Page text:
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Does diversity in government matter?


Posted by: tdt -

 Does diversity in government matter?

by Cerise Merritt Ripps

Does city government need diversity? The Dalhart City Council seems uncomfortable with it. 

During the June 24 regular council meeting, members discussed their uneasiness with having members on the Economic Development Corporation who may not share their same views. Ginger Cleavinger resigned from the City Council on May 28. In her resignation letter she stated that “over the past three years, it has been an honor to serve our community and work alongside such dedicated individuals. Together, we made significant strides in addressing the needs of our residents and improving the quality of life in our city. However, following the recent changes within the council and the direction in which it is heading, I find that my values and vision for our city no longer align with the majority of the current council members…” 

The council had planned to go into executive session to discuss removal and appointment of EDC members but could not because the members are not employees, so the discussion was held in open meeting. 

Councilman Terry Stegall, Ward 1, began by pointing out that the EDC, which is funded by sales tax, has seven appointed board members. Three terms expire in September 2024; four end next year. Current members are: Sherri Haschke, president; Dwayne Smith, vice-president; Ginger Cleavinger, secretary; Camilla Green, treasurer; Alfonso Venegas; Franky Scott and Ann-Claire Gustin. Ex-officio members include the Dalhart mayor, James Stroud; city manager, which is currently vacant, and president of the Chamber of Commerce, Kristy Detwiler. Smith is also a former City Council member. 

“I’m a little uneasy after having read Ginger’s letter about being on the same page with us, having her – you know, she resigned because she wasn’t on the same page with us – so I’m just uneasy with her having that spot on the EDC making decisions for the future if she doesn’t feel like she’s on the same page with us,” Stegall said.

“You’re responsible for anybody that’s on the commissions’ actions, so if you’re not comfortable with them it’s your prerogative to replace them,” Mayor James Stroud responded.

“Personally, the money that comes in is from local business owners, through taxes through them, and I would love to see everybody on that thing eventually be people that put into that pot,” Stegall continued. “It’s like having people at church decide where the money’s going but they don’t give, so I would love to see it – not all at once, but really – really to not – I’m friends with Ginger, she’s in the same ward as me, that’s good, but I’m uneasy having someone on that commission when they state they’re not on the same page as us.” (Stegall is also leader of New Life Church.)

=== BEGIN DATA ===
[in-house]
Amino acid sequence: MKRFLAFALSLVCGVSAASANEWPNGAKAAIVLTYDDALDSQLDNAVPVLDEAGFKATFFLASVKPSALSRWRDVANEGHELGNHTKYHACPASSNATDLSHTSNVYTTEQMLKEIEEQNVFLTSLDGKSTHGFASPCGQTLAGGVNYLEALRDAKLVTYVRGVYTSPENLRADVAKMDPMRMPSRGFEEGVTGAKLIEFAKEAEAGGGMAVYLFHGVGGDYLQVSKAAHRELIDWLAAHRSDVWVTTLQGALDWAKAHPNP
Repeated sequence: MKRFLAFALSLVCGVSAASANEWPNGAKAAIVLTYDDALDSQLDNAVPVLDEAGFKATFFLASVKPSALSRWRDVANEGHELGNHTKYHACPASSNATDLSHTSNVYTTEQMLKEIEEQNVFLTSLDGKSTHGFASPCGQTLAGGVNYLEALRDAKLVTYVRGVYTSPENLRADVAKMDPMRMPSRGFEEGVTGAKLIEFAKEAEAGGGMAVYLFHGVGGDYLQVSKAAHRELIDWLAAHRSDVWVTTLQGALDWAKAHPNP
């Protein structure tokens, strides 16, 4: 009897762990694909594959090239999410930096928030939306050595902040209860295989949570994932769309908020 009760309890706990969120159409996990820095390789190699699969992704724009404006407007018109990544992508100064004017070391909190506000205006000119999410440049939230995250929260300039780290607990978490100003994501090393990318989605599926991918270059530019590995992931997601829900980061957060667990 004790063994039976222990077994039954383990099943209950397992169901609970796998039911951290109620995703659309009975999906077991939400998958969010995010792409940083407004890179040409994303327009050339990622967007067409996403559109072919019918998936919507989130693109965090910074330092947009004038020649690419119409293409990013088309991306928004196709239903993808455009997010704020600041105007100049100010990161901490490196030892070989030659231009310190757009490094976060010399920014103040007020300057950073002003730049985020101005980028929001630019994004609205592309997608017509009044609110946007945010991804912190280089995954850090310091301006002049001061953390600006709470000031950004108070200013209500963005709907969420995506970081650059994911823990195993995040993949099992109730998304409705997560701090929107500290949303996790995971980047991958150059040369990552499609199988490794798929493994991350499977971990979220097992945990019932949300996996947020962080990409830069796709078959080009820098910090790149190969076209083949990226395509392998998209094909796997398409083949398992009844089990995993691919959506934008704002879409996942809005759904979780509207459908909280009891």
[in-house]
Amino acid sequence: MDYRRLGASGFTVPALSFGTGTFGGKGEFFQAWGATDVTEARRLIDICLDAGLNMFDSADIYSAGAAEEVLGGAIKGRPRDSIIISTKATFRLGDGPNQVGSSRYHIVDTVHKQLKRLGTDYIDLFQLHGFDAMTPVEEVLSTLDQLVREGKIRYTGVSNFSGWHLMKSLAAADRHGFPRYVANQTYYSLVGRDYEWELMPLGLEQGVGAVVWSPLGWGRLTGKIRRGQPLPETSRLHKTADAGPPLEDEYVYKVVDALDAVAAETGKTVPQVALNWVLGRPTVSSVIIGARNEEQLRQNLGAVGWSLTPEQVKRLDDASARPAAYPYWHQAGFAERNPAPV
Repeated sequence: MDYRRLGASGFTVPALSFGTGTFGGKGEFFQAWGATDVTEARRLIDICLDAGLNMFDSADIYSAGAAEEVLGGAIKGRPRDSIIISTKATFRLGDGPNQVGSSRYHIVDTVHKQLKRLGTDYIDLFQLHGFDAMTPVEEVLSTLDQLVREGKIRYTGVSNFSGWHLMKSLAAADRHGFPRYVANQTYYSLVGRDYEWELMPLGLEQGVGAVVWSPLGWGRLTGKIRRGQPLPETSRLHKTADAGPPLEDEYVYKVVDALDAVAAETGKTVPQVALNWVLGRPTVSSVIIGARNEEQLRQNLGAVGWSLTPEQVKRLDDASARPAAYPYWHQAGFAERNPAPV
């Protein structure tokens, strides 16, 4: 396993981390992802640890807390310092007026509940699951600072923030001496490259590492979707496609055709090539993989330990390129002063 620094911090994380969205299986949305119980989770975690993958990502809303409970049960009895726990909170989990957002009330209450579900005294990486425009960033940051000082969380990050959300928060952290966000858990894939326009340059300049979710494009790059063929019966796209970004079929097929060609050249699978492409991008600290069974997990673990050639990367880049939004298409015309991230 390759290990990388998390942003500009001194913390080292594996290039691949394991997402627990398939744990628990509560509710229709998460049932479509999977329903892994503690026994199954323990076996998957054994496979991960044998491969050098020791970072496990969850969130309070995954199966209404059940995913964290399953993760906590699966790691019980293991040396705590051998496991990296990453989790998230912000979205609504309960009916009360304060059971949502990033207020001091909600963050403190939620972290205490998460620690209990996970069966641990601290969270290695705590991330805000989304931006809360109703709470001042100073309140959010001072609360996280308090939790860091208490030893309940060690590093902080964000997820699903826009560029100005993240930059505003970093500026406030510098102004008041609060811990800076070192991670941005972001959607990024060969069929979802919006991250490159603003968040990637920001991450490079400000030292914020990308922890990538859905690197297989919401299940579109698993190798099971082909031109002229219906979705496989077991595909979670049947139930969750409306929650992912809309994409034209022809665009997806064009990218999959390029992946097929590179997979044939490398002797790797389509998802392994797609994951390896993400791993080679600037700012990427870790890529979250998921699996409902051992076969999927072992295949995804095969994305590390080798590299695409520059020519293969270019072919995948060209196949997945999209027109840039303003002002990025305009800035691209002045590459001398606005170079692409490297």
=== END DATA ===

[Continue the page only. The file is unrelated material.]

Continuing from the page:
The council discussed possible replacements – all local business men – who might be considered for the future, but decided to table the issue until they decided which spots to replace and with whom.

In the meantime, Cleavinger has already submitted her resignation from the EDC board as well, saying that she is “driven by concerns about the direction and actions of some of the newly elected council members, which I believe do not align with the values and ethical standards essential for our community’s governance. 

“Transparency, integrity, and accountability are fundamental principles that I have always upheld in my public service. Unfortunately, continuing to serve under the current circumstances would compromise these principles and hinder my ability to contribute effectively to the well-being and development of our city.”

EDC president Sherri Haschke expressed dismay over the Council’s actions. “I do not agree with Council wanting to change the current EDC board, due to the fact that current board members are a diverse group including men, women, different ethnicities and different economic statuses. If they do decide to replace members with the suggested members, it will revert back to a less open-minded group, which was not growing our community with new businesses and helping current business owners with improvements.

“The benefit of having a diverse board is that the new ideas of economic development are wide range. Some of the suggested replacements have already served on the Dalhart EDC in the past. I also heard them state something about having all business owners on the board. This would create a board that is not diverse. A diverse board is not always on the same page, but always working towards the same goal.”

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